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Under floor entrance plans

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jenkinsbrynmair 

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By request i'm posting the plans to my slant on the underfloor entrance, as in the great move to the new server the attachments on my last thread have gone walkabouts.
I don't claim any credit for this design, just in case anyone ou there decides to pick holes! it's just what I researched on the interweb and tweaked/modified to my own liking, I also think my plans are simpler to understand as, well, being written by a err..........simpleton.
And just for you euro metricfiles out there I've used Millimetre measurments - for the entrance width! :D

Of course if your one of these top beespace weirdos, or you want a bit more than bog standard beespace beneath the frames you just need to tack a thin lath of whatever depth you like around the sides and over the mesh (I might try one or two this year, although I've never had a problem with just a beespace underneath).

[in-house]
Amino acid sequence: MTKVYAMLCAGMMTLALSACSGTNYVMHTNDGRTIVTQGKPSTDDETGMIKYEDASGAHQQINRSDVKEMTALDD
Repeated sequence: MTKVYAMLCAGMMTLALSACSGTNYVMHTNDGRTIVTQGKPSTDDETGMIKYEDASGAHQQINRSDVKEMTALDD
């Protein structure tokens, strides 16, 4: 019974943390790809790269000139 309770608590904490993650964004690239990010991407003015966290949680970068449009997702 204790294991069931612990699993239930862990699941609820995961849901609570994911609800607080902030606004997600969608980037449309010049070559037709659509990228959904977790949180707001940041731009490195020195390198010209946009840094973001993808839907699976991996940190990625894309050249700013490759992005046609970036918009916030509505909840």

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Dave /Oscroft 

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not quite getting it

Have you a pic of the entrance set up, i'm not quite getting it, looks good though.

Dave W
 

Erichalfbee 

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My plans have a diagram
 
T

Tom Bick 

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I have made a few of the floors in the past to the designs and know a few people who use them and they are without doubt good floors. But to me I would like to see a slightly larger gap from the bottom of the frames and the mesh as I think this is not ideal for queen cells especially on frames of foundation.

The bees do and obviously cope with this floor but may have to settle with chewing away comb or foundation to create a good swarm queen cell and failing this may select a cell slightly higher on the comb than otherwise preferred.

The big advantage no lumps of comb hanging off the bottom of the frames and a pet hate.